What a bloody odd thing to see! Activating a fire extinguisher in outer space. Brilliant!
I must say, the overall effect of non-gravity is terrifying. As the two astronauts try to perform simple actions, they are thwarted by the natural inability to move properly. I would liken it to being underwater – you know that feeling when you’re deep down under, trying to grab at something or even move somewhere, but you’re constantly being pulled upward. Therefore making it extremely difficult (when not trying hard) to perform a simple action.
Parts of this movie also reminded me of being in a swimming pool, due to the whole Body Compass aspect. Have you ever spun around deep underwater? Ever swam toward the surface with your eyes closed? Tried to swim for the surface, but you’re body compass is screwed and you’ve no idea which way is up or down?.. When Dr Stone is spinning through space for example, we see her moving but don’t know whether she’s moving up – or down – to the left – right? Direction doesn’t exist. She’s just drifting. Its only when we get glimpses of Planet Earth behind her that we know roughly where she is, but even then the infinite planetary horizon is just a huge, daunting mass.
During this movie, there are no car chases, no people jumping off bridges, climbing buildings or strutting through airports. There is absolutely none of the cliché crap you will see in any other film (literally – even Apollo 13 gives us ground events and family gatherings in living rooms)
Mishaps and accidents in space are more difficult to deal with than on Earth, because of no gravity. This element is what drives the movie to new levels, and is exactly why I sat through an hour and a bit of film with my mouth hanging open.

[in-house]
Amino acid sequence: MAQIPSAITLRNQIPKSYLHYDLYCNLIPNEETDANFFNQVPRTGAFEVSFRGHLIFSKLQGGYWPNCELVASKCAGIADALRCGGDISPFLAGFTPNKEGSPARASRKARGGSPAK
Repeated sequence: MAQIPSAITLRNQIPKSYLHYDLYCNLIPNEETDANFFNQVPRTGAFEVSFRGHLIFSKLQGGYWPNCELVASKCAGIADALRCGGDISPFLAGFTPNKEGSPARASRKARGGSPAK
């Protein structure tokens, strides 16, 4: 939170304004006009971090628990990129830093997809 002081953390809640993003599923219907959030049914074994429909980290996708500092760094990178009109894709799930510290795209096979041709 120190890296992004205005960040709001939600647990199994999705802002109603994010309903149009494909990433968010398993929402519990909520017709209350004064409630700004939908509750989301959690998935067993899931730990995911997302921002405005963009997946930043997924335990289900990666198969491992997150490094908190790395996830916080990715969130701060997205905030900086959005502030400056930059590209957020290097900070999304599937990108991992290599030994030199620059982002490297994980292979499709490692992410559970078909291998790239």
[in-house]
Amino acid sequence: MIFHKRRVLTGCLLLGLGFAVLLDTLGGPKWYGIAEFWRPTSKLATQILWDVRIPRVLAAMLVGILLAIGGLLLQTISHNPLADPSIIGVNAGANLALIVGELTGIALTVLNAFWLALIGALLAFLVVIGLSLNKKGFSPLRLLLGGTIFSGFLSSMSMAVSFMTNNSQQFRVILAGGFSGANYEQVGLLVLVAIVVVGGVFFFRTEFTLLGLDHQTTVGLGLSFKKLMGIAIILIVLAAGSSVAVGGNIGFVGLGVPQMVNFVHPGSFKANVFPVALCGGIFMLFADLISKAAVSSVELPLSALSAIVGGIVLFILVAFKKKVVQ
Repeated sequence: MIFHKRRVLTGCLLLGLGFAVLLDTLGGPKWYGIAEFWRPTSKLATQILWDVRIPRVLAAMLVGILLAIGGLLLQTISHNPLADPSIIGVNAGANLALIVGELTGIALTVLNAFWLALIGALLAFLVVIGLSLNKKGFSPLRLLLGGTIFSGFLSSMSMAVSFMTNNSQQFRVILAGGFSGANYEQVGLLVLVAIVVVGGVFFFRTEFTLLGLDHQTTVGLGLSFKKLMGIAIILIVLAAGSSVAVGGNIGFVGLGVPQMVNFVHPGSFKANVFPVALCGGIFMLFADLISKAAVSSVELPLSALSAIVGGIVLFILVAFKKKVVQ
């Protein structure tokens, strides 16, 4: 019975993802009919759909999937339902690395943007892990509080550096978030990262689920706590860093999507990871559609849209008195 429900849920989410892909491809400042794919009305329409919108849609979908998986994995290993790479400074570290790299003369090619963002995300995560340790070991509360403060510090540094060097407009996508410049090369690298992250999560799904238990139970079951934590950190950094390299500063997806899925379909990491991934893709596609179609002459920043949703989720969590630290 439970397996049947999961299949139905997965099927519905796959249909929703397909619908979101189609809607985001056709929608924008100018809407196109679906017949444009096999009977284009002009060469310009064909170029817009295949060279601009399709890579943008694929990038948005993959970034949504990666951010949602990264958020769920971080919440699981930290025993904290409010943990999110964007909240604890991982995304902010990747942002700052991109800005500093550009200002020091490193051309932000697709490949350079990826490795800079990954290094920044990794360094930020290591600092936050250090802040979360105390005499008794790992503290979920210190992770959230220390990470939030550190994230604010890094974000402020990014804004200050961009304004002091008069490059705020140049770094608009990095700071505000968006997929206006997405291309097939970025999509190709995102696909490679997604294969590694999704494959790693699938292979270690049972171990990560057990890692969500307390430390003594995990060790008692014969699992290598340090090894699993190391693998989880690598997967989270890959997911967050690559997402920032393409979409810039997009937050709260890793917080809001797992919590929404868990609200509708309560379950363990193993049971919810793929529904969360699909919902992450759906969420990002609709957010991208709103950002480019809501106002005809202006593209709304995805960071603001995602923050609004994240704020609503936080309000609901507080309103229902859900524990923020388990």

Grass, concrete, cars, food, life – all gone. Imagine…
In a scene where Dr Stone tries to navigate a space shuttle, she is faced with a language different to her own. Every button, lever and clock face in the shuttle is Chinese. Even the help guide she picks up is indecipherable. Imagine how terrifying that would be – not only are you screwed in space, but when you think you’ve found salvation, its in a different bloody language!
Only seconds later, when Stone thinks she’s completely out of luck, the shuttle’s radar kicks into gear and a voice is heard.. it is a Greenlandic Inuit fisherman who has accidentally intercepted her frequency. from the world below. Her relief immediately evaporates when she realises the man does not speak English at all. From the broadcast, it is apparent the Icelandic native is singing a sad song in order to coo his crying baby to sleep. And as Dr Stone sits listening to this emotional moment between a father and child, she starts crying.
The atmosphere of this calming moment between a parent and baby, mixed with the fateful sadness of a woman stranded in the middle of space was eerie – you’re in trouble, yet someone is singing to you from a different universe, oblivious to the fact, and completely unable to help you. I nearly started crying myself whilst watching this.
Gravity is a deliciously accurate, exciting story of isolation – within isolation.
Its ironic isn’t it; that there is absolutely nothing up there in space, yet I have so much to write about. I would seriously urge fans of Astronomy and people who work in the aeronautics and aerospace industries to watch this movie. And as for everyone else.. watch this movie. Normally I don’t like to shove a movie down people’s throats – but this one I’ll even butter for you all.
I never knew why people generously used the phrase ‘on the edge of my seat’ (I mean, who would literally be sat on the edge of their seat? Is that not uncomfortable?), but I do now. Just a few minutes into Gravity, and I can categorically state that I was sitting on the edge of my seat. Slightly leaning forward, biting my nails.
A movie has never before made me react like that, but thank God it did.
If you have to pay, pay. It is worth every penny.